NEWS
By Mona Shadia and By Mona Shadia | August 15, 2012
The Huntington Beach Lions Club donated the money it raised from selling fireworks during the Fourth of July holiday to nonprofits in the city. The club gave $5,000 each to the Huntington Beach Therapeutic Riding Center and Huntington Beach Boy Scout Troop 1, said club President Steve Christy. The Lions Club was one of 10 organizations that was chosen through a lottery to sell "safe and sane" fireworks in the city for the first time in 25 years. Other organizations threw their names in the hat, including the therapeutic riding center, but were not picked.
NEWS
By Mona Shadia and By Mona Shadia | July 18, 2012
The Huntington Beach City Council voted Monday to place a measure on the November ballot that would prohibit the city from banning the sale and discharge of "safe and sane" fireworks. The council voted 4 to 3 in favor of placing the measure on the ballot after a long debate and a slew of comments from residents who described a chaotic Fourth of July holiday. "There was nothing but a war zone surrounding me," said resident Joseph Lascola, who showed pictures of large fireworks going off in his neighborhood.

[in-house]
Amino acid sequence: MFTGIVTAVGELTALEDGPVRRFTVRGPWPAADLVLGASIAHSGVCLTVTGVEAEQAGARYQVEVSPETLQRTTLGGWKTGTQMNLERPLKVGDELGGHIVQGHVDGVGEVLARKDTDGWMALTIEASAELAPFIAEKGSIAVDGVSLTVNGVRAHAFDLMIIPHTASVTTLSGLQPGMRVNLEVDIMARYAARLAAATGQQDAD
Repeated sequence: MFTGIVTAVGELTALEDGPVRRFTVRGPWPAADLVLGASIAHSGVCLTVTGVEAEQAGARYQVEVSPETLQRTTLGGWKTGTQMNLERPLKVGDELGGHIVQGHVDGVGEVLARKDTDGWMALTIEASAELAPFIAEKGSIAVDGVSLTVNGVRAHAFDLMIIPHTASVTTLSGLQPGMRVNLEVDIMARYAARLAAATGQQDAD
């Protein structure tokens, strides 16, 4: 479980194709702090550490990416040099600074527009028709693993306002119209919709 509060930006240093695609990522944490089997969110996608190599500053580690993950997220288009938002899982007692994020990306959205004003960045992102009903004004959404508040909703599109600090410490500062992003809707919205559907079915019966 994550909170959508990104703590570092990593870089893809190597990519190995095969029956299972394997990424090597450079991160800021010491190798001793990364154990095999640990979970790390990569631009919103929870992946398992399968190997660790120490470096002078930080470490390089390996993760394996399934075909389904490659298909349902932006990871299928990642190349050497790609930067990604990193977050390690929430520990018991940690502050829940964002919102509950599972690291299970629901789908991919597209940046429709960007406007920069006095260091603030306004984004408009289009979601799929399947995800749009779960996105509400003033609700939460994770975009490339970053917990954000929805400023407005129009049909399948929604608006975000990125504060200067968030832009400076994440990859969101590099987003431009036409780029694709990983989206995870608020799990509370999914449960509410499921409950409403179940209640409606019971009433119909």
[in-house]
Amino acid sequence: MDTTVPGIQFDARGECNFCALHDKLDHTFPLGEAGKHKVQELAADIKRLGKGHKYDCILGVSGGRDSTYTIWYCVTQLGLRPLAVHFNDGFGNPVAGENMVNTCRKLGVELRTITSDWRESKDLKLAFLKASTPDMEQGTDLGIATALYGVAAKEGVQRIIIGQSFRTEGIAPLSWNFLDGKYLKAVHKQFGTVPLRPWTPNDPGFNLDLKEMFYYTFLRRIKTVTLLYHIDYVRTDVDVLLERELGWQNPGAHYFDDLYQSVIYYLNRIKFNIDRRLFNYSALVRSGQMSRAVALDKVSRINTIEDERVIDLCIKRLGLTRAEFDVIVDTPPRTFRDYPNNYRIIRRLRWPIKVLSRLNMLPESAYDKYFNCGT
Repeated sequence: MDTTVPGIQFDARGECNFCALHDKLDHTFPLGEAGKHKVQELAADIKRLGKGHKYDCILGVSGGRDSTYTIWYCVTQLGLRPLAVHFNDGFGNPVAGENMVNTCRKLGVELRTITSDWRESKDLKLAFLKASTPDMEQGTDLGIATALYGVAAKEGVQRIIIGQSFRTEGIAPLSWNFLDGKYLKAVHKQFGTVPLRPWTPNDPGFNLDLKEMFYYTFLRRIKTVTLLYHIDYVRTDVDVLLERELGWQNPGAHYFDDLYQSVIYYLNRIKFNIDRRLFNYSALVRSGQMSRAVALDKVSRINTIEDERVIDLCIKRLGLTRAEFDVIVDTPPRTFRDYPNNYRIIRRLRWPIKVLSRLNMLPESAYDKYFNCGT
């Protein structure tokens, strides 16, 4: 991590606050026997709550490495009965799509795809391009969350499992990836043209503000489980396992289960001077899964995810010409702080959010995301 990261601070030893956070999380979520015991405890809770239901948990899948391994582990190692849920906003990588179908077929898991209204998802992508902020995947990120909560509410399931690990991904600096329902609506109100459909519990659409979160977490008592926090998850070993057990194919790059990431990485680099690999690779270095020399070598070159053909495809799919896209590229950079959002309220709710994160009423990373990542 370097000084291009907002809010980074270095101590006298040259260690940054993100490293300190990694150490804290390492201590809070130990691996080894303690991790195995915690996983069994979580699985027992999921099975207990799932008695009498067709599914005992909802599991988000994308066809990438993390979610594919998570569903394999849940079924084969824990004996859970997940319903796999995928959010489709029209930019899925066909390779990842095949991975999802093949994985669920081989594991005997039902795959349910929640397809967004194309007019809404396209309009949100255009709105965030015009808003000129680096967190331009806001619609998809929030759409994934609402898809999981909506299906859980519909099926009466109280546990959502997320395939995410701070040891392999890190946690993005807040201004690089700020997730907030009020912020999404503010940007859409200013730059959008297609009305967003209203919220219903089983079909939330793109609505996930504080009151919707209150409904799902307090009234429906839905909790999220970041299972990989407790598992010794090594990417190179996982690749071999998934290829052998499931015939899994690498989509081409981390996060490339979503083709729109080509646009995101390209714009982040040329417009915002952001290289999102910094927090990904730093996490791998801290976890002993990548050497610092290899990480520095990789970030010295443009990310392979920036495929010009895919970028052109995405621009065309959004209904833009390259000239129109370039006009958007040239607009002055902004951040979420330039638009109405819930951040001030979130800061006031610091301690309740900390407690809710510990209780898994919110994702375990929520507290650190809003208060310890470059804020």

NEWS
By Mona Shadia | February 22, 2012
The Huntington Beach City Council voted Tuesday to charge almost $6,000 to each of the nonprofit organizations looking to obtain permits for selling fireworks in Huntington Beach this Fourth of July. The resolution to establish the charge was approved, with Mayor Don Hansen and Councilman Matthew Harper opposing. Councilman Devin Dwyer was absent. The $56,000 estimated cost for police and fire services and signage needed for the legalization of fireworks will be divided between the 10 organizations that will be permitted to sell the so-called "safe and sane" fireworks.